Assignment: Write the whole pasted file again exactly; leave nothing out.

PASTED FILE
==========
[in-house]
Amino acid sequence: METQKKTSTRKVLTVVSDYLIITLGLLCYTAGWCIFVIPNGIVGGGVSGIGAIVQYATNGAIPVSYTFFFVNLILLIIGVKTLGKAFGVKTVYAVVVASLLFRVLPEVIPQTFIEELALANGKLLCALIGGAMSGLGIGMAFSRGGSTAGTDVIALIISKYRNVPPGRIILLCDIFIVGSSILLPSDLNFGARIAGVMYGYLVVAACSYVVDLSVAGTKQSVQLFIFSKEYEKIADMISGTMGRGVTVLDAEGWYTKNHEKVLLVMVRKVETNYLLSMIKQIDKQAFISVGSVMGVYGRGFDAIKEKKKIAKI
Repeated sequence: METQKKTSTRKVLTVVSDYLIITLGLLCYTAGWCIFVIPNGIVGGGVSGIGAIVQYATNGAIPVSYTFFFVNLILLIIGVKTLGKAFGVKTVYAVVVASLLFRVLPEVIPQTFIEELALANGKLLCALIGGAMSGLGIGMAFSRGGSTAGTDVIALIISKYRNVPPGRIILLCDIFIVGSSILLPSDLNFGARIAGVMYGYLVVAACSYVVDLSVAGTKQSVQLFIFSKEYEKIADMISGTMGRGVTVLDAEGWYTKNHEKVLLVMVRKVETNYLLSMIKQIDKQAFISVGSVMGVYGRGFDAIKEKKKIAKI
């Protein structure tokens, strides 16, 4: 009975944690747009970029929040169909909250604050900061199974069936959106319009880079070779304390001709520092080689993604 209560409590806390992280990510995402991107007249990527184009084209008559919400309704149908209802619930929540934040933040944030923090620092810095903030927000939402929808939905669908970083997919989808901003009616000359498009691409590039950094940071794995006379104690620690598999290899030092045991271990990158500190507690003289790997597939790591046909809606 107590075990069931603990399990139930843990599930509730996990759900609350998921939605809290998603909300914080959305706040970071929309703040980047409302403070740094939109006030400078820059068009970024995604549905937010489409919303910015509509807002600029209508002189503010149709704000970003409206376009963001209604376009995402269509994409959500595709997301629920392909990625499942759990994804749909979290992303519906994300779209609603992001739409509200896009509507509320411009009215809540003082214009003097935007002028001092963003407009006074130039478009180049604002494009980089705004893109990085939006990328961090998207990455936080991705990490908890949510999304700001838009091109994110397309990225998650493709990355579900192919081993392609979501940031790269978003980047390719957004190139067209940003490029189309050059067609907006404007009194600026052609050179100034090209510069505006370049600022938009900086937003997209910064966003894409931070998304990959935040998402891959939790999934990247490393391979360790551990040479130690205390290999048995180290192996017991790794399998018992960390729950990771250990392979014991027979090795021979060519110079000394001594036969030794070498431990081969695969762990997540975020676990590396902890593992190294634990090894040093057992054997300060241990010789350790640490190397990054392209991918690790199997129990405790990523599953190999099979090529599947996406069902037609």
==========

[in-house]
Amino acid sequence: METQKKTSTRKVLTVVSDYLIITLGLLCYTAGWCIFVIPNGIVGGGVSGIGAIVQYATNGAIPVSYTFFFVNLILLIIGVKTLGKAFGVKTVYAVVVASLLFRVLPEVIPQTFIEELALANGKLLCALIGGAMSGLGIGMAFSRGGSTAGTDVIALIISKYRNVPPGRIILLCDIFIVGSSILLPSDLNFGARIAGVMYGYLVVAACSYVVDLSVAGTKQSVQLFIFSKEYEKIADMISGTMGRGVTVLDAEGWYTKNHEKVLLVMVRKVETNYLLSMIKQIDKQAFISVGSVMGVYGRGFDAIKEKKKIAKI
Repeated sequence: METQKKTSTRKVLTVVSDYLIITLGLLCYTAGWCIFVIPNGIVGGGVSGIGAIVQYATNGAIPVSYTFFFVNLILLIIGVKTLGKAFGVKTVYAVVVASLLFRVLPEVIPQTFIEELALANGKLLCALIGGAMSGLGIGMAFSRGGSTAGTDVIALIISKYRNVPPGRIILLCDIFIVGSSILLPSDLNFGARIAGVMYGYLVVAACSYVVDLSVAGTKQSVQLFIFSKEYEKIADMISGTMGRGVTVLDAEGWYTKNHEKVLLVMVRKVETNYLLSMIKQIDKQAFISVGSVMGVYGRGFDAIKEKKKIAKI
């Protein structure tokens, strides 16, 4: 009975944690747009970029929040169909909250604050900061199974069936959106319009880079070779304390001709520092080689993604 209560409590806390992280990510995402991107007249990527184009084209008559919400309704149908209802619930929540934040933040944030923090620092810095903030927000939402929808939905669908970083997919989808901003009616000359498009691409590039950094940071794995006379104690620690598999290899030092045991271990990158500190507690003289790997597939790591046909809606 107590075990069931603990399990139930843990599930509730996990759900609350998921939605809290998603909300914080959305706040970071929309703040980047409302403070740094939109006030400078820059068009970024995604549905937010489409919303910015509509807002600029209508002189503010149709704000970003409206376009963001209604376009995402269509994409959500595709997301629920392909990625499942759990994804749909979290992303519906994300779209609603992001739409509200896009509507509320411009009215809540003082214009003097935007002028001092963003407009006074130039478009180049604002494009980089705004893109990085939006990328961090998207990455936080991705990490908890949510999304700001838009091109994110397309990225998650493709990355579900192919081993392609979501940031790269978003980047390719957004190139067209940003490029189309050059067609907006404007009194600026052609050179100034090209510069505006370049600022938009900086937003997209910064966003894409931070998304990959935040998402891959939790999934990247490393391979360790551990040479130690205390290999048995180290192996017991790794399998018992960390729950990771250990392979014991027979090795021979060519110079000394001594036969030794070498431990081969695969762990997540975020676990590396902890593992190294634990090894040093057992054997300060241990010789350790640490190397990054392209991918690790199997129990405790990523599953190999099979090529599947996406069902037609």